The two countries could not divide the small island of San Juan, and both declared their territory. Then, they forgot about its existence for 13 years. On one half of the island, the British Hudson's Bay Company established a sheep farm, and on the other half of the island settled Americans who grew potatoes. For a long time, they lived in peace, until one unfortunate incident occurred.
One day an American farmer named Lyman Catlar got up in the morning, went out into the street and found that a big black pig was ravaging his garden and eating potatoes. Since this was not the first time, Catlar freaked out, took a rifle and knocked down the pig on the spot without firing a warning shot.
Like a decent person, he went to the owner of the pig Irishman Charles Griffin, who ran a sheep farm, told about the incident and offered $10 in compensation. Griffin was very fond of the pig, he got angry and demanded at least $100. Catlar refused to pay because the pig invaded his territory.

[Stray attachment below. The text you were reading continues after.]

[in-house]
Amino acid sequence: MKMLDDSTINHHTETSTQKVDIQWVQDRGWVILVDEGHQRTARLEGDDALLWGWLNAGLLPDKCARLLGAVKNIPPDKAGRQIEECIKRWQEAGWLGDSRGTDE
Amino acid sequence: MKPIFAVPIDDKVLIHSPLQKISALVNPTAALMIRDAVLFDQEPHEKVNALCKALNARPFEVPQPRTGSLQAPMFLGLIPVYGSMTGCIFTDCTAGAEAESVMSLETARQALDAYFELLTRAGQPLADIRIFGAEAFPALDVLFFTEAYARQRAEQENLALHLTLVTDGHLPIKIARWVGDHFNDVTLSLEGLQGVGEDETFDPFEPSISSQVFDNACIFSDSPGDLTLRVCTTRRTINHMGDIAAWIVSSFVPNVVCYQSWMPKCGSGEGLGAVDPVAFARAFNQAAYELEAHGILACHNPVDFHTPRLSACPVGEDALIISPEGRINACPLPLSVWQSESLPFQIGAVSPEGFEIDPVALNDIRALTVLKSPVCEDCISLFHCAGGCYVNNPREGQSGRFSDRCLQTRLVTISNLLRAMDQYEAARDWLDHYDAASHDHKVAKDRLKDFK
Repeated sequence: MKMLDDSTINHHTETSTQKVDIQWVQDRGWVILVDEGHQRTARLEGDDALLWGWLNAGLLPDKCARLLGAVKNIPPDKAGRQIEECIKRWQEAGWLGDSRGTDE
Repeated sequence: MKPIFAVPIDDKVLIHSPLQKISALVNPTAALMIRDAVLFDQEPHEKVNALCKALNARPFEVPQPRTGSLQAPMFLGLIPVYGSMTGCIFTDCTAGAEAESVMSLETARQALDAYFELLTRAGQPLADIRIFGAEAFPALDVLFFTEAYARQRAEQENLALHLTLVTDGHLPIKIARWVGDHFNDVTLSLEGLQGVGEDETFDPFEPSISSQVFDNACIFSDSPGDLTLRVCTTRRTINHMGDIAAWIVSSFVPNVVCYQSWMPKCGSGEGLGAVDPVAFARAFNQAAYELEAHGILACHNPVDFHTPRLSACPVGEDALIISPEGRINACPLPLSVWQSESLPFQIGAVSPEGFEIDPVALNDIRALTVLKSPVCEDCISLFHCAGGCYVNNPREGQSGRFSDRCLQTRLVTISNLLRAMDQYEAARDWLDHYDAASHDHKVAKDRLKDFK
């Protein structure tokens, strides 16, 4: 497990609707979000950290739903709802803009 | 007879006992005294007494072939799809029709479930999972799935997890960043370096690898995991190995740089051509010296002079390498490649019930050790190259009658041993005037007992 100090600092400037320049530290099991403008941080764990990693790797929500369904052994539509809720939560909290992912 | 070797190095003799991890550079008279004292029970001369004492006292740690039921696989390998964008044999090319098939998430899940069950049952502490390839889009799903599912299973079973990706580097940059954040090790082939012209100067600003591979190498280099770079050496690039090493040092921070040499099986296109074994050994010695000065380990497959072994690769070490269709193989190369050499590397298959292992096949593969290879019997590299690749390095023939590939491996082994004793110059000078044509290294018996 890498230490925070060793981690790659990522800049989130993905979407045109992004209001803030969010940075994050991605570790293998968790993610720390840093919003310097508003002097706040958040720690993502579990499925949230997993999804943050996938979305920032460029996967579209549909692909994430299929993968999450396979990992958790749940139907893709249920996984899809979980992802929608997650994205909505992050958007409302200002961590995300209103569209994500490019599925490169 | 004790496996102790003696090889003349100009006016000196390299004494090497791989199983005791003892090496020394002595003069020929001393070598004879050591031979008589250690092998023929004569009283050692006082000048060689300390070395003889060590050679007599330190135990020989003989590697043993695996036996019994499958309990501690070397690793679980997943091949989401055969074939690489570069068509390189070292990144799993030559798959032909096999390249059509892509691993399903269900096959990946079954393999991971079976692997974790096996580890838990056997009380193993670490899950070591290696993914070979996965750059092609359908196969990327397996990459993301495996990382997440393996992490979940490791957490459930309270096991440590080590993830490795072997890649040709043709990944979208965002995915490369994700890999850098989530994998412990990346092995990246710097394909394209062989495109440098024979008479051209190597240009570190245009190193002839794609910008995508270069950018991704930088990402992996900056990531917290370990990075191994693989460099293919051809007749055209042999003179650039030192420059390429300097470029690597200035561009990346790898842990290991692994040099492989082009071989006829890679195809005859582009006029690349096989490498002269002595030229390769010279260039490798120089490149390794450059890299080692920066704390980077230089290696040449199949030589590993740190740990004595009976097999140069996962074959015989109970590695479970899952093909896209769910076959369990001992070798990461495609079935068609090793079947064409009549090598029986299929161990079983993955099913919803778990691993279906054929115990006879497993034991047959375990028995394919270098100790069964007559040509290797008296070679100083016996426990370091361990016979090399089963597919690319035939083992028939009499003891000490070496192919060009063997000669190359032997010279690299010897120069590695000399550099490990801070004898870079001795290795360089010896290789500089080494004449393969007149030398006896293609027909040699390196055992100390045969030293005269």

Brigadier General William Harney, commander of the Oregon Military District, took the report that American citizens were being bullied. And he sent 66 soldiers of the 9th Infantry Regiment under the command of Captain George Pickett to protect the farmer. Seeing that a real military detachment arrived at the island, the British also decided not to waste time on trifles and requested support as three warships with marines.
Fortunately, after learning what the conflict was about, the commanders of the armies decided it was foolish to start a war over a pig. Therefore, both ordered their men to never shoot first.
For several days, American and British soldiers, seated in positions, shouted many offensive things to each other, trying to provoke the enemy into aggression to get the right to bypass the order and use weapons. But not a single shot was fired.
Upon knowing what had happened, top officials in Washington and London were horrified at the prospect of a war on such a trifling matter and began negotiations. But then the Civil War in the United States began inopportunely, and the negotiations dragged on for 12 years. All this time, American and British garrisons of a hundred men each held their half of San Juan Island. The British left the island only in 1872, the Americans withdrew their troops in 1874. The long-term Anglo-American confrontation on the island of San Juan ended in this way. Hopefully, the only victim of war was a pig.